22ND ANNUAL ART IN THE GARDENS — BIGGEST & BEST EVER! The 22nd Annual Art in the Gardens 2013 is shaping up to be the biggest and best Art in the Gardens the coast has ever seen, with 50% more vendors participating over last year! http://firstname.lastname@example.org&xfa=enews.article&article_id=246
RHODY'S GARDEN CAFE OPENS! The Mendocino Coast Botanical Gardens is proud to announce that it has opened a new cafe; on premises serving reasonably priced, fresh, locally produced foods in a garden setting. The initial response has been wildly enthusiastic. http://email@example.com&xfa=enews.article&article_id=247
SUPPORT WILL PARRISH! Write to District Attorney David Eyster In Brief: Will demanded a jury trial, and District Attorney David Eyster responded by throwing the book at him. Will is being charged with 16 misdemeanors. His maximum jail sentence is eight years. Get guidance on writing to DA Eyster by clicking on the link below! Joined by a crowd of two dozen supporters, Little Lake Valley Defender Will Parrish attended his arraignment yesterday morning, July 12th, at the Mendocino County Courthouse. Local attorney Omar Figueroa is representing him pro-bono and doing an excellent job. County District Attorney C. David Eyster had charged Will with three identical infractions, meaning Will would be ineligible for a jury trial where he could argue his case to other members of the public. Supporters suspect this move was aimed to exclude such a trial. Will intends to take the case to jury and, for that reason, was looking for the charges to be elevated to misdemeanors. The judge stated that he wasn’t aware of any statutes allowing this to occur, but defense attorney Omar Figueroa was ready with case law supporting Will’s right to have a jury trial. Eyster, who seems to be taking a personal interest in the case, said that he had already found charges that would be mutually agreeable. Then he stated that he would be filing different charges now that they need to be misdemeanors. More than simply re-filing the case charging Will with misdemeanors, Eyster decided to throw the book at the locally well-known journalist and activist. Will is being charged with 16 misdemeanors, which include a separate charge of “Unlawful Entry” for every day he was on the wick drain derrick. He is facing a maximum prison sentence of eight years! Will opted to maintain his right to a speedy trial, meaning as of now there will be a quick turnaround in the case. Will’s Court Schedule:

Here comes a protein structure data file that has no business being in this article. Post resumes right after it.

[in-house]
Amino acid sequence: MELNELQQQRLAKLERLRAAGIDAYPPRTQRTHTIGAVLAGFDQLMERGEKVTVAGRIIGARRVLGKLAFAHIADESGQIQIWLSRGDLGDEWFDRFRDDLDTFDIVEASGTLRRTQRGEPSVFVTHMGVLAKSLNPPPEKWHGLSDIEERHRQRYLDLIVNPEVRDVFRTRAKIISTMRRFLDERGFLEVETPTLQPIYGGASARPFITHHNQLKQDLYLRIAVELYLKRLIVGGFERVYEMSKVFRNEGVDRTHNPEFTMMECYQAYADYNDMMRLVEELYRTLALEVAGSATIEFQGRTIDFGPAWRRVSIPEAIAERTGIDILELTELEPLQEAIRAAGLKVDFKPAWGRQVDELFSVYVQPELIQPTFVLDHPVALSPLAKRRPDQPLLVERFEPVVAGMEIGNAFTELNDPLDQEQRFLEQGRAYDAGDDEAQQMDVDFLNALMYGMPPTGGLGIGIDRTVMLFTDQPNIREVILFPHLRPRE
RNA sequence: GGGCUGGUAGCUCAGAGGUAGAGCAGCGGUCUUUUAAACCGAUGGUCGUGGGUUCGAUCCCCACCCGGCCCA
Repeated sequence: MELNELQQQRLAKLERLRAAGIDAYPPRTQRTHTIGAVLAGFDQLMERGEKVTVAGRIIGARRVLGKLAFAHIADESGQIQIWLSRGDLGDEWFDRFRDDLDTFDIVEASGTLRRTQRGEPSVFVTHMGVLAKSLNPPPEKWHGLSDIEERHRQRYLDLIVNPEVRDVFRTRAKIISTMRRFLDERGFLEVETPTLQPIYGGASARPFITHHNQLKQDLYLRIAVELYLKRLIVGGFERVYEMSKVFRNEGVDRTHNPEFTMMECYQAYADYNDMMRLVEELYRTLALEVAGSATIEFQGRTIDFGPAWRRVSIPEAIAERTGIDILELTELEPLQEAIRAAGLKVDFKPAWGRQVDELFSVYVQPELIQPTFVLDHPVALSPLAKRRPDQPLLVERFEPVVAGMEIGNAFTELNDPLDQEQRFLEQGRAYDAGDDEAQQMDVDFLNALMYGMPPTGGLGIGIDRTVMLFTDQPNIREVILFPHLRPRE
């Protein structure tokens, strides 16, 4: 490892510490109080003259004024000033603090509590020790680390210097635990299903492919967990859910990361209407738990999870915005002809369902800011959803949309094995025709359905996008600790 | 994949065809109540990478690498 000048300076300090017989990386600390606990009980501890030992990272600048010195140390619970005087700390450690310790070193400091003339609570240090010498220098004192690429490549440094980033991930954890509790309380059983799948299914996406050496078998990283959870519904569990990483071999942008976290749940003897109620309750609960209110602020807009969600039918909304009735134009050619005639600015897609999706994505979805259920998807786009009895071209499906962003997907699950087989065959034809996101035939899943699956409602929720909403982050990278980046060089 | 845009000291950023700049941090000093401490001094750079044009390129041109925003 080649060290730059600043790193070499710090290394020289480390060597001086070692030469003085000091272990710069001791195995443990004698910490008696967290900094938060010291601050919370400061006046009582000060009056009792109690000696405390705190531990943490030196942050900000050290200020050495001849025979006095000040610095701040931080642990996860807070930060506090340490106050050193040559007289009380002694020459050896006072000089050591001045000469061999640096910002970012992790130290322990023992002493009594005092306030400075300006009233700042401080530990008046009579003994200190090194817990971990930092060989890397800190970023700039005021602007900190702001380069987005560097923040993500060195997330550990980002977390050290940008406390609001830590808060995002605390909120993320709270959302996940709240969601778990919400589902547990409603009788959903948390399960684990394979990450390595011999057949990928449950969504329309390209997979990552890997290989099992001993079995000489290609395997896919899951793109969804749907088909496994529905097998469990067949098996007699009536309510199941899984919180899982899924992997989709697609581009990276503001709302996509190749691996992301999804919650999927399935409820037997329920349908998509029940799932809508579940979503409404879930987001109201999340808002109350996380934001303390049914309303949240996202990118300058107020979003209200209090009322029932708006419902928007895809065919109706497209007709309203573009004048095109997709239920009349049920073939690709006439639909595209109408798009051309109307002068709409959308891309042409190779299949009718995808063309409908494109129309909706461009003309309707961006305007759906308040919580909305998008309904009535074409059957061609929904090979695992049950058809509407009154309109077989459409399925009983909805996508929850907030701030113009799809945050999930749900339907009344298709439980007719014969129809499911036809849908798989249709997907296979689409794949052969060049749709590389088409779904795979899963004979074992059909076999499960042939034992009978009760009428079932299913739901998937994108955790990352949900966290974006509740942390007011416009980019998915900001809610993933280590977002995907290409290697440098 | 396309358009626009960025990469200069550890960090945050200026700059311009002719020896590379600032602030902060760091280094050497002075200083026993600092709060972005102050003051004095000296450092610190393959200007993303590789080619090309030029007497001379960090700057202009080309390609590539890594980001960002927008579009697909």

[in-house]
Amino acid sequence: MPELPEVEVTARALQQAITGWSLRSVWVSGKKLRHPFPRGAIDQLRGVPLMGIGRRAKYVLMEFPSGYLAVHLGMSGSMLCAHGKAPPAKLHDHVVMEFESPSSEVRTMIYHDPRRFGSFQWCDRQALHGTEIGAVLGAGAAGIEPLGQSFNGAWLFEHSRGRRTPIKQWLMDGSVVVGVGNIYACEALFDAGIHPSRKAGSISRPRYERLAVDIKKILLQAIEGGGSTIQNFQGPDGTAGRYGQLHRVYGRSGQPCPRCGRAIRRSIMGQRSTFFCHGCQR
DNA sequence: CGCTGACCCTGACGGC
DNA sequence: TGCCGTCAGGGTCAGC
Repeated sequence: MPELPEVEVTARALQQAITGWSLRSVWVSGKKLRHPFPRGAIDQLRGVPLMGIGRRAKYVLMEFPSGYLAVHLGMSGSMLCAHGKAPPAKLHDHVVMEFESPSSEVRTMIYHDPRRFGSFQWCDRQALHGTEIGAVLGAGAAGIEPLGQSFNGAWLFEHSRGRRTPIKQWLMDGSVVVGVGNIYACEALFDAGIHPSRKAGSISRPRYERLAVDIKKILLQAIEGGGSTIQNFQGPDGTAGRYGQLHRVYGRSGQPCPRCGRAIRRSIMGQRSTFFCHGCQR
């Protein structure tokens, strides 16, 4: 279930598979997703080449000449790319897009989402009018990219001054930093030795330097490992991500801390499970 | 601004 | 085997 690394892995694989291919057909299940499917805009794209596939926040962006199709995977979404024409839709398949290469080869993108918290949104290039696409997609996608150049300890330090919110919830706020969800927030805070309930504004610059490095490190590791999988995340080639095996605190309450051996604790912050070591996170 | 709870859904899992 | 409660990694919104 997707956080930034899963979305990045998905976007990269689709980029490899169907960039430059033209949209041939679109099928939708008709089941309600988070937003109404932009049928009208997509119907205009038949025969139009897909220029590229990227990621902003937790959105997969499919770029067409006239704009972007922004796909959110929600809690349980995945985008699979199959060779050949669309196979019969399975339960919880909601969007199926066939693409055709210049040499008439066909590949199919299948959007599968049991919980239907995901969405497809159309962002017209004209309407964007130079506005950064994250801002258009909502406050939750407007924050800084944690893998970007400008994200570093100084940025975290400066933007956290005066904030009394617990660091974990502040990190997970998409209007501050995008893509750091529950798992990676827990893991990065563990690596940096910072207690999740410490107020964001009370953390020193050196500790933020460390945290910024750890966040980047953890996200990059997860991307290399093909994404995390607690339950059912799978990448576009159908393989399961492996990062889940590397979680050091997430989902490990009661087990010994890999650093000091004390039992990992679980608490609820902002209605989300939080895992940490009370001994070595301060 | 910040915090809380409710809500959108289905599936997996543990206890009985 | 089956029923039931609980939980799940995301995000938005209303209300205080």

July 24th, Pre-trial conference.
Aug 1st, “Motion in limine.”
Aug 5th, Jury trial begins at 9am
AN EIGHT-YEAR-OLD GIRL WAS KILLED yesterday when a gunman shot up a home in the Dimond area of Oakland, an area of town usually spared the mayhem now prevalent in Oakland. Two other children, 4 and 7, and the children's grandmother suffered minor injuries. The Chron's comment line instantly filled with sarcastic remarks from white (undoubtedly) wahoos along the lines described here by a sane commenter: “We can all make the 'where are the protests now?' comments, but the sad truth is that this will not become a national news story, will not be picked up by cable channels, and will fade away with the next big atrocity. In places like Chicago, New Orleans, Camden, and yes Oakland, 'communicide' is barely newsworthy, and it's always somebody else's fault anyway. You used to be able to run to the suburbs, but they're no better these days…”
FRIENDS OF THE EEL RIVER and Californians for Alternatives to Toxics have filed an appeal challenging a Marin judge's dismissal of the groups' lawsuit against the North Coast Rail Authority. In May, a Marin County judge dismissed a two-year lawsuit aimed at stopping the North Coast Rail Authority from expanding rail operations from Napa County to Willits. The original lawsuit was filed a July 2011 when the two groups contended the NCRA should be forced to conduct an in-depth environmental review along the entire length of rail line from Napa County to Arcata before expanding rail operations along any corridor. It typically takes between 18 months and two years to resolve an appeal of this type. Freight railroad operations were restored to Windsor in 2011. Restoring rail service north of Windsor remains a matter of financing, says NCRA Executive Director Mitch Stogner. The total cost to fix the tracks to Redwood Valley was estimated at $12 million in 2012. A short term goal for the railroad is to restore the 23 miles rail between Windsor and Cloverdale. The cost for this stretch was estimated at about $5 million in 2012. The restoration would likely occur in even smaller increments. Restoring the 5.3 miles of track from Windsor to Healdsburg is estimated at $1.3 million. The 8.9 miles from Healdsburg and Geyserville, including about 90 feet of major repairs at Foss Creek, is estimated to cost $2.2 million. The 8.5 miles from Geyserville to Cloverdale is estimated at $1.5 million. Other than the area at Foss Creek the work is primarily to make track, signal and bridge repairs necessary. Typical track repairs include replacing ties, rails and leveling the track. The NCRA is seeking federal grants to help fund track restoration efforts, says Stogner.